Myths on AIDS prevalence
IPN Critical Opinion articles
HIV/AIDS figures in India will have to be drastically slashed as a result of more accurate HIV data. But United Nation’s Programme on AIDS (UNAIDS) continues to stand by its exaggerated guesstimates that distort the magnitude of the Indian epidemic.
In recent years, the joint UNAIDS has been forced to reduce estimates of the number of persons living with an HIV infection (HIV prevalence) in many countries in sub-Saharan Africa and the Caribbean by half or more as a result of more accurate HIV data but as of 2007, HIV prevalence estimates in many Asian countries remain grossly overestimated — with India officially top of the world league.
There is a widespread misconception among vocal AIDS activists that all official HIV prevalence estimates are grossly underestimated — most news reports carry the inevitable: “However, most AIDS experts believe that the actual HIV numbers are much higher than the official estimate.”
In fact, the official numbers may be grossly overestimated. The primary method for estimating HIV prevalence in a country like India is to use serological survey data, testing blood collected from selected samples for HIV antibodies. Major problems with this method are the limited number of “sero-survey” studies that might be representative of specific populations or subgroups, and the wide variability in estimates of the size of groups with risky HIV behaviour.
HIV sentinel surveillance (HSS) is the routine collection of blood samples from specific “sentinel” populations to monitor the trend of HIV infection rates in these sentinel populations. Although HSS systems were not designed to provide data for making HIV prevalence estimates, they have been used in India for this purpose primarily because there were no other HIV data available.
However, HSS data are usually heavily biased by inclusion of mostly urban “sentinel sites” where the highest HIV prevalence might be found: this bias is significantly present in the Indian data. In late 2006, Lalit Dandona and colleagues released results of a well-designed population-based (randomly selected cluster samples of urban and rural populations) HIV sero-survey in the high HIV-prevalence district of Guntur in Andhra Pradesh.
Their findings indicate that the official national Indian estimation methods using data obtained from sentinel antenatal clinics and the unique Indian assumptions regarding other sexually-transmitted disease ratios had led to gross overestimation.
Based on their study and extrapolation to other states with high HIV prevalence, they came up with a national estimate of three to 3.5 million. However, if Dandona’s correction of almost 60% lower is applied to the total national estimate of five to six million, the revised national HIV prevalence estimate may be just a bit over two million.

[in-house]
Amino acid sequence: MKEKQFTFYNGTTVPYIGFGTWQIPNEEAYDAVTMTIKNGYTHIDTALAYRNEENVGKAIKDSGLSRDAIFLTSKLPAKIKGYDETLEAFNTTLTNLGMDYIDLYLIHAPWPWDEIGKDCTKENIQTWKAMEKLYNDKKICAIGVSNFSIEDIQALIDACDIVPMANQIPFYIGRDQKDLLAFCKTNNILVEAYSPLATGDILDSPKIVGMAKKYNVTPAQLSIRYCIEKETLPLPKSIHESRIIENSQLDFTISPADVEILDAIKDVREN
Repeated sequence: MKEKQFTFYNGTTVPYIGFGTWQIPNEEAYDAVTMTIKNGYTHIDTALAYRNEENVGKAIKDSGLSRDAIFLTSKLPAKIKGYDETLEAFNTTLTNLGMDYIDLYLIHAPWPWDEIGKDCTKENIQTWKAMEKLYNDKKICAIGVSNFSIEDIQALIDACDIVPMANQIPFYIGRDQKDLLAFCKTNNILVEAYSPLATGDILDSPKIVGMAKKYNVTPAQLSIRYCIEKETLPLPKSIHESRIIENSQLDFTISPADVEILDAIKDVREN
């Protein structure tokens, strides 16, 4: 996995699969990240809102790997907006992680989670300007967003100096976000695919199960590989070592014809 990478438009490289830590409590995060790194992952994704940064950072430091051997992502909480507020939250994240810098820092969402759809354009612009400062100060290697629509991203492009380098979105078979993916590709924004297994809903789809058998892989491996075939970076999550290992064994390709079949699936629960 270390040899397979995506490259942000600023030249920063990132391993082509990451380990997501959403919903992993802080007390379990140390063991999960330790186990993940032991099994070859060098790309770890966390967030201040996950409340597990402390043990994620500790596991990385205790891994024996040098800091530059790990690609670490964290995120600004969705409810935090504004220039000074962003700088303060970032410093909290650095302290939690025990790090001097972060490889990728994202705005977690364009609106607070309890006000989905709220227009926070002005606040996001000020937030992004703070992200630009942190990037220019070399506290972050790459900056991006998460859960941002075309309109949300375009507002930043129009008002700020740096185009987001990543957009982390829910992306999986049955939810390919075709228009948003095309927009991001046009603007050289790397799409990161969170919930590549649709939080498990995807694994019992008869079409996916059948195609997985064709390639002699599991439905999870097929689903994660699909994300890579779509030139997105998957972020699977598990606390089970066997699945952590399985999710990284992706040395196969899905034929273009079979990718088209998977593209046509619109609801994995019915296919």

UNAIDS will most likely try to argue that population-based type surveys in Asian populations may underestimate HIV prevalence, and this may in fact be the case. However, all of the population-based HIV studies carried out in 2006 in India should cut by at least half and possibly more the official estimates by UNAIDS or the Indian National AIDS Control Organisation (NACO).
Projection of future HIV prevalence is even more uncertain than estimation of current HIV prevalence. In the newly released 2006 revision of the estimates and projections of population by the UN Population division, projected HIV prevalence in 2025 in India was reduced to less than five million — a projected 20% decrease from the current UNAIDS estimate of almost six million.
This is in stark contrast to the UNPOP’s HIV projection for India in their 2002 revision that forecast a marked future increase in HIV prevalence. The most unrealistic projection for India came from the US National Intelligence Council in 2002 when they projected that HIV prevalence might be close to 20 million by 2010. Not to be outdone, the UNAIDS Independent Commission in Asia has just said infections could more than double in Asia in the next five years.
Unrealistically high HIV-prevalence estimates and projections in many Asian countries are being exposed as, at best, naive efforts of well-meaning AIDS programme advocates and, at worst, the work of AIDS “experts” who ignore or deny the more credible lower estimates and projections, to support their own political, social, economic, or personal agendas. But for such a serious infection as HIV, a prevalence of two to three million still represents a huge public health problem for India.
Inflating HIV numbers may in the short term help UNAIDS to garner more support for AIDS programmes, but can also result in an eventual backlash and withdrawal of public and policymaker support when such inflated numbers cannot be defended. Right now NACO is proposing a five-fold increase in funding but this increase is based on grossly inflated HIV estimates: only with the most accurate HIV estimates and projections can limited resources be allocated to the right people in the right places.